Tuesday, July 22, 2014

Living, for time

If you've been a long time reader (truth I'm not sure those exist anymore after my long hiatus) you've probably noticed a little bit more of a serious tone on my blog for awhile. I'm not sure what happened exactly, but somewhere along the line, I think I may have grown up a bit. Is this what happens when you hit 30? Don't get me wrong, I still love glitter (ooh! Shiny things!), loud music, heavy weights over my head, and inventing my own words. But my desire to blog about shiny things every day has diminished, if that makes sense.  

As I've gotten older, I've changed. Most recently, I've changed careers. And if you ask me point blank why I've changed careers, the answer is not as cut and dry as you might think. Yes, it was ultimately because I wasn't happy, but it was a lot more than that. It's a complex tirade (which for now I'll spare you from) that would include the phrase "living, for time". As CrossFitters, everything is about AMRAP and FT! We're competitive little buggers, and sometimes that competitive tendency spills out into the rest of our lives. One of the reasons that I quit my job, and my career, is because I was tired of living life, for time. 

Everyday I had to have conversations with myself. "At what time do I need to be up if I'm going to get to the gym? I need 15 minutes drive time, and is my bag already packed? Ok, no, then I need 15 minutes to get mobile and pack. Ok, oh shit wait. Today I go to Dogfish after school. Ok, I need to pack that bag too. Let's back up the alarm another 15 minutes. " Later in the day, "Ok, at what time do I need to be out of school to make it to Dogfish on time? I need to be there by 5, so I need to leave no later than 4:15." "Oh, I have to work this weekend, where can I cram in running to the store and getting over to the dry cleaners to get my choir dress done." "Oh and crap, I said I would meet ____ (insert name here) for coffee this week. Where can I do that?"  

That was my life. It was for time. How much time do I need? What's my work load? I have to complete these tasks under my time cap because I've got to move onto the next task, and if there's not enough time in the time cap, we just need to move faster. I was constantly moving through my life at a break neck pace. Constantly doing everything quickly. Now, I know I live in DC and it seems that everyone is always moving fast, but life isn't meant to be lived "for time". I shouldn't be rushing through things on a daily basis. I should be able to take some time to slow down and smell the roses so to speak. And with my old job, I couldn't. I simply couldn't. I was tired, and I didn't want to live my life "for time" anymore.  

Yesterday's wod hit me pretty hard today (HELLO walking lunges with 130 on the bar.... ooops) and I thought, today would be a great day to not fall asleep on the couch after work and get in a recovery wod of sorts on the bike. So I put TT on the back off my car and away we went. Oh, how rude, I'm sorry. I don't think you've met TT. Here she is!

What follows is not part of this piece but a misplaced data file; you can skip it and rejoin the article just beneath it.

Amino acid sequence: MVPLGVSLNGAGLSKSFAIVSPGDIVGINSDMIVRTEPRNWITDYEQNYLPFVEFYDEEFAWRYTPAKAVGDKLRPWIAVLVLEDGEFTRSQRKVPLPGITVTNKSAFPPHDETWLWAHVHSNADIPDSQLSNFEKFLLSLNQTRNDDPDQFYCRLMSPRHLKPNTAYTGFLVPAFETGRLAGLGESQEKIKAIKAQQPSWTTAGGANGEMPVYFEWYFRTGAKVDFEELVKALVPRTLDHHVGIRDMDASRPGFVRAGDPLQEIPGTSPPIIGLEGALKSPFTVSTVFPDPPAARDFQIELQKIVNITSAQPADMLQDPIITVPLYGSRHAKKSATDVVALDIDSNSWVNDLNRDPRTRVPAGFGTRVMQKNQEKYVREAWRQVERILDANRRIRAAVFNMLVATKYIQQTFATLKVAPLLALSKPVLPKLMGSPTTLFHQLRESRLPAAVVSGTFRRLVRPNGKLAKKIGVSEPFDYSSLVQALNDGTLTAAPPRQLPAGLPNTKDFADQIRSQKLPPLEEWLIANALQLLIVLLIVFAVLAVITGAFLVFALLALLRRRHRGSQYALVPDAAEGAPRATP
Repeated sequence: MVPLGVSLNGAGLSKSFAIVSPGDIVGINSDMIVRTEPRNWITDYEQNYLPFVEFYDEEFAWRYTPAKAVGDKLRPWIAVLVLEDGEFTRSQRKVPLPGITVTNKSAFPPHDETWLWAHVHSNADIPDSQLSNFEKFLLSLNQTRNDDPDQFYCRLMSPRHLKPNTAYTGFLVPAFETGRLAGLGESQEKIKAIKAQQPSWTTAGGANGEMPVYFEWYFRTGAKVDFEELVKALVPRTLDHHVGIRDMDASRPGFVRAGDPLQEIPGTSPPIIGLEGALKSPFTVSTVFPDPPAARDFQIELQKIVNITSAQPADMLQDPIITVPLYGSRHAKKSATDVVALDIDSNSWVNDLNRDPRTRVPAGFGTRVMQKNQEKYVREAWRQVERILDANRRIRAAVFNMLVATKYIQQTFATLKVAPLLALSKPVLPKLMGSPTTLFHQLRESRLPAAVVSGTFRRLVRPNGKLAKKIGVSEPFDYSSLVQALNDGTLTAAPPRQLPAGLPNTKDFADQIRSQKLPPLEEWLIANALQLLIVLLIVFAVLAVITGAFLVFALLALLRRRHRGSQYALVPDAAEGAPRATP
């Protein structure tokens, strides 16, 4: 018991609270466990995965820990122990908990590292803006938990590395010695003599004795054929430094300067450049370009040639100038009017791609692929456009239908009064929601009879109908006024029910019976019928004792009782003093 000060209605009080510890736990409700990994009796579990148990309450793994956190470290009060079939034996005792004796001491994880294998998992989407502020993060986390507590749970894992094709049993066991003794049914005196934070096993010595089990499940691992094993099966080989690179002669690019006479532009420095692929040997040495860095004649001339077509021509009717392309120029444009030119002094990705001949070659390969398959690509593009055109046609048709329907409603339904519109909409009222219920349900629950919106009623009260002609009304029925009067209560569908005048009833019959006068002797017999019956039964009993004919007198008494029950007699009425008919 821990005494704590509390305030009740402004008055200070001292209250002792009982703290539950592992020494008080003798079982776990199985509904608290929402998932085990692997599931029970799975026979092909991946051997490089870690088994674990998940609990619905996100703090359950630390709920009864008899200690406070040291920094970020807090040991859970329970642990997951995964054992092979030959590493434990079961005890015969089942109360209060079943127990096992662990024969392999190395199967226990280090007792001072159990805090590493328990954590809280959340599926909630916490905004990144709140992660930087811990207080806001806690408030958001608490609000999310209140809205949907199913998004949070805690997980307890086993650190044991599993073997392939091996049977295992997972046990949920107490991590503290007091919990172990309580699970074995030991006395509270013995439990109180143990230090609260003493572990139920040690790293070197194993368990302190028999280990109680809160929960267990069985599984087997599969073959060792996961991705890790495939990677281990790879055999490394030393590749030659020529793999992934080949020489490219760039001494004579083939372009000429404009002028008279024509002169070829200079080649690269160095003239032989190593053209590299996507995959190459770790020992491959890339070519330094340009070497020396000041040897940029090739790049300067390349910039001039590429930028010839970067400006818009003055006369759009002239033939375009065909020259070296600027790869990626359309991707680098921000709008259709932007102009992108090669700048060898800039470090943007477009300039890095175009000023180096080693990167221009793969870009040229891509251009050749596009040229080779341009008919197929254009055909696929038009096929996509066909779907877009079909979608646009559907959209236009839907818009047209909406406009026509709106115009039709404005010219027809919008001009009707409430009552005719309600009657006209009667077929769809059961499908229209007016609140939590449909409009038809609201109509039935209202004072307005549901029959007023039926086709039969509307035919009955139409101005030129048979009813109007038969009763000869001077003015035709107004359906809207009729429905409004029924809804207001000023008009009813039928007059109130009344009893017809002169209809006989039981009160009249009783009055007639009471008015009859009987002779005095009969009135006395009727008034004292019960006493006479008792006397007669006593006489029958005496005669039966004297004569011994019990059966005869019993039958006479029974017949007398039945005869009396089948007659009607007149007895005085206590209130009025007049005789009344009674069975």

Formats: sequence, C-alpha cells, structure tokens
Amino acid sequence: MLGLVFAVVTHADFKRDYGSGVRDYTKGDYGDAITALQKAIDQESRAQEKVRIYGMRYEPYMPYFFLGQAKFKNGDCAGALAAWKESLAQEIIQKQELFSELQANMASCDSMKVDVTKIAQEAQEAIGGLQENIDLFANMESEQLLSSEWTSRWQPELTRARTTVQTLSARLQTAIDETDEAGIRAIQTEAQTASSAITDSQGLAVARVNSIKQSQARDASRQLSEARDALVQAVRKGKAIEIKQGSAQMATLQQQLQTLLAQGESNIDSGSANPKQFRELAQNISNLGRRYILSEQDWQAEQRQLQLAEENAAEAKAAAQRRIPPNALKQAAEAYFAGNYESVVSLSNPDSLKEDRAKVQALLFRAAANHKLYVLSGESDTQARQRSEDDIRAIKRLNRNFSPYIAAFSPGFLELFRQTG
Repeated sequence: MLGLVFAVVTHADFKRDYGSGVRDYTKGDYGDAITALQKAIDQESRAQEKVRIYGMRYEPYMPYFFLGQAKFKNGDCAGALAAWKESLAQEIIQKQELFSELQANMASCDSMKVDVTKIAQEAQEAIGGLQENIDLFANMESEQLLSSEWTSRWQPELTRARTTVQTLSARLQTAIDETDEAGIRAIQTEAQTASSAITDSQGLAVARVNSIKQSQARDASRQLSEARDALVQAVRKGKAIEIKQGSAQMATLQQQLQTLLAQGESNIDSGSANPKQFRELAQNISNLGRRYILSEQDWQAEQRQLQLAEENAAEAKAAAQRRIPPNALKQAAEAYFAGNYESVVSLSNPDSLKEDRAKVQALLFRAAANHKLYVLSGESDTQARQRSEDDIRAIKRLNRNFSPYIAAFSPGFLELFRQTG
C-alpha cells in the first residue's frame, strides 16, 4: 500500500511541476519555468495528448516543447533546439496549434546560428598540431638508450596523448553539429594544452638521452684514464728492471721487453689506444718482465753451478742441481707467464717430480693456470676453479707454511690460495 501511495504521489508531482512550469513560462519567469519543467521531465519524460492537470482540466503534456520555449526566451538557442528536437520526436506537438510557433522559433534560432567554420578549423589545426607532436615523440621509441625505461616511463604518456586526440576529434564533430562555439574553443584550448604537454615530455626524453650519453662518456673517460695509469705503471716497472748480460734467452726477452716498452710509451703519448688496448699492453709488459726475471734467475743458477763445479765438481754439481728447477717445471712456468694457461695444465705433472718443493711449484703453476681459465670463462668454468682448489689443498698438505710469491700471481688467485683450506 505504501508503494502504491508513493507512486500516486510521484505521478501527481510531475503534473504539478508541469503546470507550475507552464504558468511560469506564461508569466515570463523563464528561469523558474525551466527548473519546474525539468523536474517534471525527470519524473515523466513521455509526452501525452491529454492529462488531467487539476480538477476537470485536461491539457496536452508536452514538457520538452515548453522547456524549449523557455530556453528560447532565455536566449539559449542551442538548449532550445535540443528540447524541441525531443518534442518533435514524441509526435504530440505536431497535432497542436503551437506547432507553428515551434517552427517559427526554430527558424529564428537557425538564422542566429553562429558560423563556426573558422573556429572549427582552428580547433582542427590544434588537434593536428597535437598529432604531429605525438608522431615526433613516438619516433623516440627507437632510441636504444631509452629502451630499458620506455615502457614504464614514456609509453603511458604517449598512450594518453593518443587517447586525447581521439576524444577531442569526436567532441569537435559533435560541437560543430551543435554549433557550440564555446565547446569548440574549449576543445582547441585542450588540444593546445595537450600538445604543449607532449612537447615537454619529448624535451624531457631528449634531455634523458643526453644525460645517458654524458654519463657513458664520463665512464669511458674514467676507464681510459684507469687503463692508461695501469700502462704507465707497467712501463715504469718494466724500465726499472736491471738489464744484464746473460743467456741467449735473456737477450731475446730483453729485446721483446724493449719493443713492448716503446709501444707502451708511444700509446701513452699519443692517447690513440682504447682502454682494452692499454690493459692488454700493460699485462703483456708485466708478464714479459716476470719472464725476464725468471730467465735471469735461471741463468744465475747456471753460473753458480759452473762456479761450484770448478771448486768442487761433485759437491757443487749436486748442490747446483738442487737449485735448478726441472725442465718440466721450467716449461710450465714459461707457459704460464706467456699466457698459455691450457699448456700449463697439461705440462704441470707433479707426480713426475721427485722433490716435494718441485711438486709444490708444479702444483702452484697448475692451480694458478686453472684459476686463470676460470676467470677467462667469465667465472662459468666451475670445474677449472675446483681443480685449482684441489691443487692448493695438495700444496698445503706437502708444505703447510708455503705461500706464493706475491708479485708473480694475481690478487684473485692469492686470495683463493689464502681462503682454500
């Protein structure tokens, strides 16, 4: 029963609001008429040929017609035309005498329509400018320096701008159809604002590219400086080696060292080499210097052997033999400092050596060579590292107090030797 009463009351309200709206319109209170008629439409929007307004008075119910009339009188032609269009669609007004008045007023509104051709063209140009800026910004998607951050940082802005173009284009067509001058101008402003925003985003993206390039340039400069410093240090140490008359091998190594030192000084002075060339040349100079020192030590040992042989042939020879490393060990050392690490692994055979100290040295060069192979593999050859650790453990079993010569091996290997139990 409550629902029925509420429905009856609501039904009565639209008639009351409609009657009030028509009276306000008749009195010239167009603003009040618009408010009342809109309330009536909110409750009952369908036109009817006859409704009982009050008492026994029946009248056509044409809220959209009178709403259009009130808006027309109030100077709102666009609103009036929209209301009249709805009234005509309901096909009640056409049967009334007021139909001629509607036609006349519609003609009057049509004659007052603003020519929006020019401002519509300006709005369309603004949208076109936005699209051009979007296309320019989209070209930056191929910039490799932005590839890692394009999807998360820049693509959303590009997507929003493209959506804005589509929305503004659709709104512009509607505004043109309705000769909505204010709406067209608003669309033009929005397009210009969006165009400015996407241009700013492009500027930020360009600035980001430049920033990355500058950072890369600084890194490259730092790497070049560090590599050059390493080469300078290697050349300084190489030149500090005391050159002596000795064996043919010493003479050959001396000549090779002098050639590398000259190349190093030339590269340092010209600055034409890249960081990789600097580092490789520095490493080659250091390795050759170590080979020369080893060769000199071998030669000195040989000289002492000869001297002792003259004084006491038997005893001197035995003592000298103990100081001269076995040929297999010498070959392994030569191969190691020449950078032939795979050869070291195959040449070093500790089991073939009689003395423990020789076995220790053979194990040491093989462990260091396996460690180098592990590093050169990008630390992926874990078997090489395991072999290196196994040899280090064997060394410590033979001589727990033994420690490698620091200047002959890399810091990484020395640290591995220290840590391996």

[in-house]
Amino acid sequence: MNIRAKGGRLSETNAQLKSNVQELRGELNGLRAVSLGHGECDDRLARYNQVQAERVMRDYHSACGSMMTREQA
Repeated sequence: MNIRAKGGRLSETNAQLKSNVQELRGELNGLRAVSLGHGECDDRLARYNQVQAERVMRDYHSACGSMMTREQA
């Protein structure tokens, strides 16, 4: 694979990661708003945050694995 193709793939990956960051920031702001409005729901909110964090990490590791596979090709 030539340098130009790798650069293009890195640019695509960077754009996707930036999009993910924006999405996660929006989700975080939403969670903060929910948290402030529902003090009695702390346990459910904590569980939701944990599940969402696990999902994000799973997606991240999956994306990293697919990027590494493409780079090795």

While I was on the bike tonight doing my "recovery" wod, I caught myself trying to pedal faster, and hurry up. Why? I have no flipping idea. The purpose was to ride slow, let my legs loosen up, get the lactic out. But no, next thing I knew, here we were. Going for a "for time" kind of bike ride. So you know what I did? I stopped. I stopped because I need to remind myself that this isn't how life is supposed to be. Life isn't a "for time" type of wod. I pulled off the trail, and looked around. And you know what I saw? Beauty. The sun was setting and filtering through the trees, which by the way did I mention that they were next to the Potomac? Rowers were out on the water, and a huge flock of Canadian Geese were busy eating and pooping on everything! (Ok, the pooping part isn't beautiful, but they totally were.) And of course, in the background were the monuments. With a small turn to my left or right, I was within plain sight of the Kennedy Center, the Lincoln Monument, the Jefferson Memorial, and also the Washington Monument. How can you not just stop and take pause when you realize the enormity of that? People travel thousands of miles to come see these historic landmarks, and here I am so worried about getting my bike ride in for time, that I miss it. I ignore it. Life is not a sprint. It's not a wod where you get a chance to hit it again another day. If you're like me, maybe you should join me in NOT living life "for time" and actively taking a moment to try to slow things down. In my opinion, which is of course ever so humble, there are many things in life that shouldn't be for time. I've made a small list, just in case you were curious ( :) ) about what I think is worth slowing down for. You may disagree, you may agree, or you may want to add on, so feel free to comment. The purpose of my blog, well there are many, but the main purpose is to share my experiences with others, in hopes that someone may learn from the path I've already taken. Take this list, and maybe revisit it from time to time, and try to find some time for you to slow down. Life is never "for time".